The project offers a comparative perspective of changes in perception of the role of the state and form of responsible governance in the Czech Republic after the financial and economic crisis, which in addition to changing redistributive expectations has increased distrust of government legitimacy. The theoretical basis of the project is the relationship between political legitimacy and distributive systems and their compliance, confidence in the state and its institutions versus the market and its institutions, and the growing influence of multilevel governance on the perception of the role of the state. The topic is scientifically and socially relevant - the Czech Republic is struggling with a decrease in the legitimacy of the distributive system along with a significant weakening of trust. Based on the International Survey ISSP "Role of Government", this project will analyse the current situation in the Czech Republic across time and international comparisons and its evaluation within existing theoretical models of democratic governance.
Publikace vydané v rámci projektu (celkem 3, zobrazeno 1 - 3)
Representative survey of adult population is used to analyse perceptions of existing income inequality and preferences for ideal income distribution in the Czech Republic. On average, Czechs view the distribution of disposable income as more unequal than it actually is. This biased perception results from underestimating total income shares belonging to bottom quintiles and overestimating total income share belonging to the top income quintile.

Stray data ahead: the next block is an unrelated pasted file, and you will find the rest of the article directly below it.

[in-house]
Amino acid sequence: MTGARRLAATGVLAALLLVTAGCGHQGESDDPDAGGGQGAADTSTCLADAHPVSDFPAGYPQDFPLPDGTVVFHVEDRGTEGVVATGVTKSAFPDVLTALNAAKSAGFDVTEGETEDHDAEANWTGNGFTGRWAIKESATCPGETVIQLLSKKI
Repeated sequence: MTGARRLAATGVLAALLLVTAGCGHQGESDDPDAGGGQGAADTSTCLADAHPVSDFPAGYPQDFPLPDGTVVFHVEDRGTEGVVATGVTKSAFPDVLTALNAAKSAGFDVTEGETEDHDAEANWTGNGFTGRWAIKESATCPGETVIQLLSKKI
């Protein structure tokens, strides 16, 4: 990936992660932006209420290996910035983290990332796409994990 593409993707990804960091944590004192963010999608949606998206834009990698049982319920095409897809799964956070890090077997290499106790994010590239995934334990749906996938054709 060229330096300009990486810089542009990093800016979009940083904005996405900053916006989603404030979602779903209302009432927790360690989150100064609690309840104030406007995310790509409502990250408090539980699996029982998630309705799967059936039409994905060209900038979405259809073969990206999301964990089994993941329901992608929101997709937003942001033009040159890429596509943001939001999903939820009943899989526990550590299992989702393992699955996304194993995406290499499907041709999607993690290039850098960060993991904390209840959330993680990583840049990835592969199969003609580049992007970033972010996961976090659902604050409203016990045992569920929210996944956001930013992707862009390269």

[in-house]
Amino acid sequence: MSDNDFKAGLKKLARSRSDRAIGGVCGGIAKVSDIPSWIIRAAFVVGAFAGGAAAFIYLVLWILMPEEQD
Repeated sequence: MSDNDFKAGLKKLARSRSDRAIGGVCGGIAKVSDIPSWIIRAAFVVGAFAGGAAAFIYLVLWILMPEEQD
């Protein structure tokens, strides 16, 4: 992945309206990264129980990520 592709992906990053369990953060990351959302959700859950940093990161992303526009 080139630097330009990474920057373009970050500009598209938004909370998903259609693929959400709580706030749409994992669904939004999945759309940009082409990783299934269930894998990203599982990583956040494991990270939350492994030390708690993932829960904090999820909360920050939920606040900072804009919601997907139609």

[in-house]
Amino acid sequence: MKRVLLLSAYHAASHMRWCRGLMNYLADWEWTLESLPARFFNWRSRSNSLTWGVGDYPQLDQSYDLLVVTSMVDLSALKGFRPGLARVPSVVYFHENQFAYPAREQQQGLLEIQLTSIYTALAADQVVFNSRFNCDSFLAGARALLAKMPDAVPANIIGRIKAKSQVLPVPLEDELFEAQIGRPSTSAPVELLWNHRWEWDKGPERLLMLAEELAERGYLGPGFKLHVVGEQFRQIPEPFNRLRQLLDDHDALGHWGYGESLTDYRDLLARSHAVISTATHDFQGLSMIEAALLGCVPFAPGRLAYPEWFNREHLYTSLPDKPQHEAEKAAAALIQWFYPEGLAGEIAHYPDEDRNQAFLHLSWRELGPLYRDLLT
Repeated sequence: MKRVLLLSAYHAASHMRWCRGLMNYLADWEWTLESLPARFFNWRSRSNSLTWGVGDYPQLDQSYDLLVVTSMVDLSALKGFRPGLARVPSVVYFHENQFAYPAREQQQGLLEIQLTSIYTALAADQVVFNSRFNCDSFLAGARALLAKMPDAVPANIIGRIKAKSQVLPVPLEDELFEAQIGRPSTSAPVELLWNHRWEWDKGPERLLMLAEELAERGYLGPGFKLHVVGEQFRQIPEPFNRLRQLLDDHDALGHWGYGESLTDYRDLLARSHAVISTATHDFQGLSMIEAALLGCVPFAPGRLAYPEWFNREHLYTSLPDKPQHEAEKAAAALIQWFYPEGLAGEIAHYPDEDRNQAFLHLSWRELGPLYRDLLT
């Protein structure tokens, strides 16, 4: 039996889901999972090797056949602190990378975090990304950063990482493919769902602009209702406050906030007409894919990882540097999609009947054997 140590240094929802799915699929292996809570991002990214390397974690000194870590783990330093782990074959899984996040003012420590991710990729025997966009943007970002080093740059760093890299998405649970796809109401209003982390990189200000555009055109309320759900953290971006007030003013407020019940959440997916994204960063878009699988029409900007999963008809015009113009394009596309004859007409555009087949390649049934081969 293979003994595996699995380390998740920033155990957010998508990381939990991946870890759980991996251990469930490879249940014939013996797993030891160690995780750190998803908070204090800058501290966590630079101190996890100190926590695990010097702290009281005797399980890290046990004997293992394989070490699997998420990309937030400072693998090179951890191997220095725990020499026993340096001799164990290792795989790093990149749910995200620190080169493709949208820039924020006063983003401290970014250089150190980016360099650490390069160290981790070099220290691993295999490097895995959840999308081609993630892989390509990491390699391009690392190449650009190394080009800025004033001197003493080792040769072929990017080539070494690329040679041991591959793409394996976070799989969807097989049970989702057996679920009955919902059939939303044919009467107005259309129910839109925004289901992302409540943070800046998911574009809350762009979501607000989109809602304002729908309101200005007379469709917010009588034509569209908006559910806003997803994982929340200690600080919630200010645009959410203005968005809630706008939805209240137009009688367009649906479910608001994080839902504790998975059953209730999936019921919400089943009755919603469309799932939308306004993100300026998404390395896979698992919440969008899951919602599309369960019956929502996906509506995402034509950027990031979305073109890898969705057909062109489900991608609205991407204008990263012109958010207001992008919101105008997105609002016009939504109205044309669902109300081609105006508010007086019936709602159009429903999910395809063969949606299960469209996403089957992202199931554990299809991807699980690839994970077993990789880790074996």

Schools for Democracy: A Waste of Time? Roles, Mechanisms and Perceptions of Civic Education in Czech and German Contexts. This article investigates the role of school-based civic education in the formation of political commitment, motivation and self-efficacy. The article is based on 60 qualitative interviews with university students from the Czech Republic and East and West Germany.
Comparing Citizen Attitudes towards Security and Liberty in the Czech Republic and Slovakia. One of the key problems of our time is how much security we want, what price we are willing to pay to feel safe and whether safety leads to satisfaction. Security has a financial and political cost. The article focuses on the relationship between security and privacy from the point of view of a citizen.